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Abstract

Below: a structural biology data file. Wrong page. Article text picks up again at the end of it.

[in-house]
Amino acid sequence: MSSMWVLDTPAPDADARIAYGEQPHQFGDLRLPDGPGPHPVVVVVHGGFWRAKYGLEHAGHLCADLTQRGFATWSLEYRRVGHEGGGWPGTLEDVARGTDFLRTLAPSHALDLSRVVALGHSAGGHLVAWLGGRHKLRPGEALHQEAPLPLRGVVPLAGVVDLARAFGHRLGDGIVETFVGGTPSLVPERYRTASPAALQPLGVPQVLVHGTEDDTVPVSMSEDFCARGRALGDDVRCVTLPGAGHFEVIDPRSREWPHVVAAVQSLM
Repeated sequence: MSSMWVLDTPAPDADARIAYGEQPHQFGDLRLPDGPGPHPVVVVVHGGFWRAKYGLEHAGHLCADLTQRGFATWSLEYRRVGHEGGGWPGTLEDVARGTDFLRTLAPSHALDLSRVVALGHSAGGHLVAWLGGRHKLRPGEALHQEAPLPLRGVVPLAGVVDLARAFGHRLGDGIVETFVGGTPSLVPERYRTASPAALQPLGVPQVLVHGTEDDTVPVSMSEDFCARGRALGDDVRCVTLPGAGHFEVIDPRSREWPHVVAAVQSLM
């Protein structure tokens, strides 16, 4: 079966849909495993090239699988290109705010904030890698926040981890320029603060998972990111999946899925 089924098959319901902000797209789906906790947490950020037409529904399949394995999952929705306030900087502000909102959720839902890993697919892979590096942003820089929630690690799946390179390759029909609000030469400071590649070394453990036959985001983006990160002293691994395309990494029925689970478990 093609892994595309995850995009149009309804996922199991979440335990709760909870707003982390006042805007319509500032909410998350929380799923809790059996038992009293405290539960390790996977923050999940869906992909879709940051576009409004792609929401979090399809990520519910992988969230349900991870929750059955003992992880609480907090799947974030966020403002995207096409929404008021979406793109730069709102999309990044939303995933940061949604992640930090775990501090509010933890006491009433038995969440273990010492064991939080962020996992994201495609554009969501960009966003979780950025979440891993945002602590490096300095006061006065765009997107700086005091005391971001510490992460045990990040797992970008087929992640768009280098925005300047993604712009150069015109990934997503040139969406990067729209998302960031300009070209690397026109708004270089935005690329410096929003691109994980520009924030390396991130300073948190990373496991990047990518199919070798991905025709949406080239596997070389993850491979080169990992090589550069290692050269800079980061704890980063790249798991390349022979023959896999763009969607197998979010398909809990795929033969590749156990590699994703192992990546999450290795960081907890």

An important prediction of trade theories is that innovation can improve a country’s export performance. Using data on patents granted by the US as a proxy for innovation and data on manufacturing exports from 105 countries over the period 1975–2001, I investigate the extent to which innovation increases the number of products traded (the extensive margin) and the export value of each product (the intensive margin). The empirical results show that (i) innovation has a positive and significant effect on both the extensive and intensive margins. The intensive margin contributes 70 per cent of the effect, and the extensive margin accounts for 30 per cent. (ii) The effect of innovation on exports is stronger for low-income countries than for high-income countries. (iii) More innovative countries export greater quantities and charge higher prices, suggesting that innovation increases the product quality of exports.